A crossing guard holds a "SAFE WALKING" sign as pedestrians cross a sunny urban street with vivid murals.
School kids escorted by members of the Tenderloin Community Benefit District’s Safe Passage program in the Tenderloin. | Source: Jason Henry for The Standard

Randy Shaw, executive director of the Tenderloin Housing Clinic, argued there are “plenty of places” for people to use drugs in San Francisco other than the sidewalk in the Tenderloin. 

“Tell me which neighborhood wants people shooting up in front of their businesses and residences in their neighborhood?” Shaw said. “People don’t want to go to a business where they have to walk over drug users.”

Schultz, who said they are a clinician for a Downtown mental-health organization and has previously used a different name, described themself as a “drug user in recovery.” They argued that the frustrations of residents, business owners and politicians are due to their own negative perceptions of drug use.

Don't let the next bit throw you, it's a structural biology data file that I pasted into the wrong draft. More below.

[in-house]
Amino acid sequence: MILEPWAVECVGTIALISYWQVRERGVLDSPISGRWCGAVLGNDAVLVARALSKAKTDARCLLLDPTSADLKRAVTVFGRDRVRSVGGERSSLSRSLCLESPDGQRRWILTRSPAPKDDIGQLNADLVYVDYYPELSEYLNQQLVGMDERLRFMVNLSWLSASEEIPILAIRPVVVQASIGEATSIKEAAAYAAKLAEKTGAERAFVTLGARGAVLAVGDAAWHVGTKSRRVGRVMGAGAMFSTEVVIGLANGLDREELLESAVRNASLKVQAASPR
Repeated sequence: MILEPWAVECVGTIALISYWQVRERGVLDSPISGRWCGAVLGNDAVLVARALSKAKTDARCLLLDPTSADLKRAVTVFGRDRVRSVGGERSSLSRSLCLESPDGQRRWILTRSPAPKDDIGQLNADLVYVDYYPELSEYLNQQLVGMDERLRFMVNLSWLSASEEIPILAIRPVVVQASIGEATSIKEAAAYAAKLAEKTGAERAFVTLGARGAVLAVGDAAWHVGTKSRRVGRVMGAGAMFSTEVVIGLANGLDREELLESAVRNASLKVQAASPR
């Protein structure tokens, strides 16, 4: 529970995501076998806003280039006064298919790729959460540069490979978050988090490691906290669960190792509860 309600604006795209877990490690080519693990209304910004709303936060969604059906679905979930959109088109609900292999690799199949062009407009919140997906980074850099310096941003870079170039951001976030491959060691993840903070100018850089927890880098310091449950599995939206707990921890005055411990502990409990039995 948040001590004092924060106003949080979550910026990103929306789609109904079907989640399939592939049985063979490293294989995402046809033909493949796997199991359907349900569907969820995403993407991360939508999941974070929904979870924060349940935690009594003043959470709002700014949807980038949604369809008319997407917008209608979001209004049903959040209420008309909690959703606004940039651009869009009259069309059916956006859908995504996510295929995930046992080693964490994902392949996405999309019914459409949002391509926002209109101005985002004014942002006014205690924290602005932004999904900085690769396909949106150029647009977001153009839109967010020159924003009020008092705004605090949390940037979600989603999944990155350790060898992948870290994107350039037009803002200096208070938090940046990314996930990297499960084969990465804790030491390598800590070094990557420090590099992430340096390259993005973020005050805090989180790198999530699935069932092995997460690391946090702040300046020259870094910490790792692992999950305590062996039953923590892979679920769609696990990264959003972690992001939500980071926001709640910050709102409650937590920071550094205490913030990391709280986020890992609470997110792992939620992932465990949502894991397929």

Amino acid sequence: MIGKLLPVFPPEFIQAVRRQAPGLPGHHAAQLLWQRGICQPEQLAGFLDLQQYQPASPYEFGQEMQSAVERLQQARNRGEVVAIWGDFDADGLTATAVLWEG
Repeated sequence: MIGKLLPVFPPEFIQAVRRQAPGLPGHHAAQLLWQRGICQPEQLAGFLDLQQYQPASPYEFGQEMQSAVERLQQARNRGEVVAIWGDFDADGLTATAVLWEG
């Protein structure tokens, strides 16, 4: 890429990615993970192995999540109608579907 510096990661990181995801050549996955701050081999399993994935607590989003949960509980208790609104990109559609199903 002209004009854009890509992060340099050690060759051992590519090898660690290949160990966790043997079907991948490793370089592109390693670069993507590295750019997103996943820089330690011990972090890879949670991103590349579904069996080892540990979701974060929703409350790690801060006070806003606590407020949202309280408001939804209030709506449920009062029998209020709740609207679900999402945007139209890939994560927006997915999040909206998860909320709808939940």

Schultz further contended that the violence and other illegal behavior sometimes associated with drugs is actually a function of drugs being illegal. They said their group wants the city to implement supervised drug-use facilities, create a regulated “safe supply” of drugs and stop the enforcement of drug laws. 

“Our lives are inherently criminalized. It’s illegal to be us,” Schultz said, explaining that drug use isn’t a choice for many people. “People who use drugs are not morally corrupt.” 

Police officers are seen from above walking past tents.
San Francisco Police Department officers walk by a homeless tent encampment along Willow Street in the Tenderloin district of San Francisco on January 6, 2020. | Source: Nick Otto for The Standard